Frequently Asked Questions: Asbestos Edition

There are few substances as notorious as asbestos. The group of minerals has earned a reputation for being incredibly dangerous — and for good reason. As a home and commercial property inspector, you can expect lots of questions from homebuyers curious about the threat of asbestos. To prepare you for the inevitable concerns of your clients, here are just a few of the most frequently asked questions about the substance.

What is Asbestos?

Asbestos is a group of minerals that combine to form flexible but strong fibers. These fibers can be woven together to form thin threads that are not impacted by heat or electricity. This makes asbestos ideal for use in insulating and fireproofing both homes and commercial structures. It has been mined and used across multiple industries since its discovery in the late 1800s.

There are four types of asbestos: Chrysotile, Amosite, Crocidolite and Anthophyllite. Each have their specific uses, but Chrysotile asbestos is the one most commonly used in the production of construction and building materials. The fiber masses created by Chrysotile asbestos can create tiny dust particles that stick to clothing and are easily swallowed and inhaled.

How is Asbestos Used?

Since World War II, asbestos has been mined and used across industries. It strengthens cement and plastics, which makes asbestos an incredibly useful substance in the construction industry. Asbestos has been used in roofing materials, vinyl siding, sheet flooring, packing materials, home insulation, paint and more. It wasn’t until the late 1970s that the dangers of asbestos became widely known.

Has Asbestos Been Banned by the Government? 

The U.S. Consumer Product Safety Commission banned the use of asbestos in certain products in the 1970s. Asbestos used in products where fibers are released into the environment was banned first. Wallboard patching compounds and gas fireplaces were some of the first products to feel the crunch. Electric hair dryer manufacturers soon voluntarily removed asbestos from their products. Within a decade of the ban, asbestos fell out of popular use, with a 90 percent decline by 1989.

Asbestos is still used today. Up to one percent of a product’s ingredients may include asbestos. The substance is no longer mined in the U.S., but it remains popular internationally. Asbestos can still be found in construction materials, automotive parts, fireproofing materials and consumer goods.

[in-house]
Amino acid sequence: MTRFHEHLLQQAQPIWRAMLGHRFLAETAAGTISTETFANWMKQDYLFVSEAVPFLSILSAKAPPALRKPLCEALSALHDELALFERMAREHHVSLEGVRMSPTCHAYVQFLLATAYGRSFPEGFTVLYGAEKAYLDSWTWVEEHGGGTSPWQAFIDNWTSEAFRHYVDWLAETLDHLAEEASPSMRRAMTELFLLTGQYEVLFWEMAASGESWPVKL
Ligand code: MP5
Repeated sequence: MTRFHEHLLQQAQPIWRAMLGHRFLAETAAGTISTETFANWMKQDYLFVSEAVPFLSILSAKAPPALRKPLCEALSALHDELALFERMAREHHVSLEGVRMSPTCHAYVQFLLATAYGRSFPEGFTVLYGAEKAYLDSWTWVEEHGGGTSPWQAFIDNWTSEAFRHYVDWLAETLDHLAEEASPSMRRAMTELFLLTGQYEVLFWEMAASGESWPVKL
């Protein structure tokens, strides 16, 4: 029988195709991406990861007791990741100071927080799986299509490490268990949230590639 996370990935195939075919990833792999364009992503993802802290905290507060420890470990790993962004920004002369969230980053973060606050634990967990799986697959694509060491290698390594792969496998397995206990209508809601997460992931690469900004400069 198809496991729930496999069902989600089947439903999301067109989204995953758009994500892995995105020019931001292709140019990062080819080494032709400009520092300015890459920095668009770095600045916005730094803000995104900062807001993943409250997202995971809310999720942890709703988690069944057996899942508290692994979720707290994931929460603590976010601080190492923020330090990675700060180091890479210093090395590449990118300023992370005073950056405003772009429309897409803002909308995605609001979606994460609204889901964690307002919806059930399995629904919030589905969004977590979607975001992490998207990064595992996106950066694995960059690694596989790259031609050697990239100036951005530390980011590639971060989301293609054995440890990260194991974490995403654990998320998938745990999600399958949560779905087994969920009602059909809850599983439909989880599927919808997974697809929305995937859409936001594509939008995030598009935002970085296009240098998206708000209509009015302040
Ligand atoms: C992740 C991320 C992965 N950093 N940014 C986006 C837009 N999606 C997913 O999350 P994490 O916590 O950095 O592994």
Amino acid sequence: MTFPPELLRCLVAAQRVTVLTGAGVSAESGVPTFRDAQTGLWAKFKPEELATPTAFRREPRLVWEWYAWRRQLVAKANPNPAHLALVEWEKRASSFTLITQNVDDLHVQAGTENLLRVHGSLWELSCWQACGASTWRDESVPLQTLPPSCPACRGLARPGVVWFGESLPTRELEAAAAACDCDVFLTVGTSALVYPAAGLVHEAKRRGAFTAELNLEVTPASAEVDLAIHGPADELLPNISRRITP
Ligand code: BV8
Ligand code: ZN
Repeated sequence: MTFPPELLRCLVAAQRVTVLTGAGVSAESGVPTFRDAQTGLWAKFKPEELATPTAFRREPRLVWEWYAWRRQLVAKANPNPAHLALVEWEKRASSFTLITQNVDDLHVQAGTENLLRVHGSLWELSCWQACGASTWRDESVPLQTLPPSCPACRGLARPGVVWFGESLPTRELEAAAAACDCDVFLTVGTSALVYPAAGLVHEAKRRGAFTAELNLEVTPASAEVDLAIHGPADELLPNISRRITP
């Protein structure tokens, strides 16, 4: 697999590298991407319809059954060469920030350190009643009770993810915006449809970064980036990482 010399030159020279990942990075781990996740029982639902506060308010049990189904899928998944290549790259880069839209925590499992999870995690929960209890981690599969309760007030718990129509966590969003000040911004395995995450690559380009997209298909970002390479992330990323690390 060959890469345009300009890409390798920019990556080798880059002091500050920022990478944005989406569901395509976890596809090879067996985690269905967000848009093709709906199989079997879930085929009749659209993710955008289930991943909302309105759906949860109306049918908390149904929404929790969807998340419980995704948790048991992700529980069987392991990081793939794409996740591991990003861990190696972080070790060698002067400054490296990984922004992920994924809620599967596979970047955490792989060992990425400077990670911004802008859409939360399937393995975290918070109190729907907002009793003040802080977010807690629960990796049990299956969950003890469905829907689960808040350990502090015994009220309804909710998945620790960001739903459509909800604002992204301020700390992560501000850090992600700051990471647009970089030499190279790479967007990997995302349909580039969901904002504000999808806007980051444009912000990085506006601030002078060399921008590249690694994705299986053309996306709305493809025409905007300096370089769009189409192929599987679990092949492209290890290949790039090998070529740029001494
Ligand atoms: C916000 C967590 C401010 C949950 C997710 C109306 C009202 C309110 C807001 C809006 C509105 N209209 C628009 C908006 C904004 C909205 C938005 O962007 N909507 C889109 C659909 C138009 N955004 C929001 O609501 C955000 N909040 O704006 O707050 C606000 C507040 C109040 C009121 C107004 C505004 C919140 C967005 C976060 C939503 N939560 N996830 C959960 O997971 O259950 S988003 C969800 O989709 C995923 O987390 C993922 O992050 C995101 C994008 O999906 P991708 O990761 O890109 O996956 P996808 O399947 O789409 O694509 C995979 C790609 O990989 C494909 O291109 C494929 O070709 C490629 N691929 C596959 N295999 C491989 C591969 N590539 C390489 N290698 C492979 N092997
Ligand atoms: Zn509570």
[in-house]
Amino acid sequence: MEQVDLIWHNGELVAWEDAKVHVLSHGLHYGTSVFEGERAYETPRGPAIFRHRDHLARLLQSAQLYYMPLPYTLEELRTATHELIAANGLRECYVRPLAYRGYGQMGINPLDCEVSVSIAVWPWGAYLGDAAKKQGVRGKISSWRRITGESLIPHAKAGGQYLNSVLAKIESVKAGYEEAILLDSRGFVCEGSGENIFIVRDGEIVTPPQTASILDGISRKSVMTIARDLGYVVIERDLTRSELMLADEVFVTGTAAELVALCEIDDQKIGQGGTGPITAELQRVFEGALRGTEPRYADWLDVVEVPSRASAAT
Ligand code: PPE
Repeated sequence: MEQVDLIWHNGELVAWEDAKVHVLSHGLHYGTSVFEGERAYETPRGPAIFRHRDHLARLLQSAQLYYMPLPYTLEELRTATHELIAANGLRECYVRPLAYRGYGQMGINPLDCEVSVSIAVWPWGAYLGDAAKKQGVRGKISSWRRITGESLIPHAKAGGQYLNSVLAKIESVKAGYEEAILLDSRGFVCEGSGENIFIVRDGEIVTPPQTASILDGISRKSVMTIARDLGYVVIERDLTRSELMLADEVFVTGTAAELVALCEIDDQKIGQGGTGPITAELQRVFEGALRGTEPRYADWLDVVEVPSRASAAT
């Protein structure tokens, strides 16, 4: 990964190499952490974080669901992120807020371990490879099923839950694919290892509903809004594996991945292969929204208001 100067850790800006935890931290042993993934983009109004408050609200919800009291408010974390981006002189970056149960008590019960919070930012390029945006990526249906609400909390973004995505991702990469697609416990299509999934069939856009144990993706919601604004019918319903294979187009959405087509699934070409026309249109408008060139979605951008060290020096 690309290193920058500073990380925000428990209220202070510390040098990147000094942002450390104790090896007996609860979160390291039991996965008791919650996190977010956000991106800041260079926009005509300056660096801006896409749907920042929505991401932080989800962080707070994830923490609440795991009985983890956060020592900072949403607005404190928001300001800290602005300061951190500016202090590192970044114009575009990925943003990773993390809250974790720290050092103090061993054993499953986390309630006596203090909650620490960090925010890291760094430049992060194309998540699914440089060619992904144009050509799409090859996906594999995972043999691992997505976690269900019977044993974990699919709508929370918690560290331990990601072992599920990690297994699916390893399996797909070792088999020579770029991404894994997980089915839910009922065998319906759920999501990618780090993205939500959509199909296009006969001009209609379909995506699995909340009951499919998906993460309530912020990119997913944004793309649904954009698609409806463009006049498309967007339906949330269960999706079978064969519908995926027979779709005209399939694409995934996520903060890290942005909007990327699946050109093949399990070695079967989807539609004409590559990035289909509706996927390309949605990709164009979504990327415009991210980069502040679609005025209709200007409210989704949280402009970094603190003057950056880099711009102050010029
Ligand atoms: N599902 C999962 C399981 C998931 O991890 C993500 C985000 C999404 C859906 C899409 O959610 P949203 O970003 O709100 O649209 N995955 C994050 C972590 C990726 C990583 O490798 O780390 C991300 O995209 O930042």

How Do You Know if Asbestos is Present in a Home?

Asbestos fibers are invisible to the naked eye. They can’t be smelled or tasted, either, so it’s virtually impossible to know whether or not the substance is present in a home without laboratory testing. A home or commercial building inspector with training in asbestos inspection can identify the substance and make recommendations on how to mitigate or remove it altogether.

Most states do not require sellers to disclose whether or not there is asbestos on the property, so it’s worth the extra investment to hire an inspector trained specifically in asbestos detection.

What Health Risks Are Associated With Asbestos?

Asbestos exposure has been linked to many diseases. Lung cancer, mesothelioma, asbestosis and cancers of the GI tract and larynx are all associated with asbestos exposure. Demolition workers are the population most at risk of exposure, as asbestos fibers and dust are sent airborne during the demolition process. While government regulations have made work environments safer, any exposure to asbestos can be deadly.

Even people not working directly with asbestos can be impacted by the substance. Family members of demolition workers have developed health problems after breathing in asbestos carried home on the clothing of their loved ones. People living in homes with asbestos are also at risk. The Environmental Protection Agency makes it clear: There is no safe level of asbestos exposure.

How is Asbestos Removed?

To remove asbestos from a home, demolition and renovation is often required. This is no job for a homeowner; DIY asbestos removal is difficult and unsafe. A professional asbestos abatement company can file the required permits for demolition and ensure that any materials containing the dangerous substance are disposed of properly.

In some cases, asbestos may not need to be removed. When asbestos-containing material is in good condition, it is generally not a health threat. It is when these materials are damaged that the dangerous fibers are released into the air.

Learn More About Asbestos Inspections Now

Property inspection schools typically offer asbestos inspection training courses at high prices. It can be tough to stomach the idea of paying for such a course on top of an already pricey home inspection training class. That’s why ICA includes asbestos inspection training as a free bonus course for our students. It’s the ideal way to diversify your knowledge and address the concerns your clients have about the safety of their new homes. Whether you take the class right away or file it away to return to at a later date, it’s free to access at your convenience. Register now to learn more about handling asbestos.

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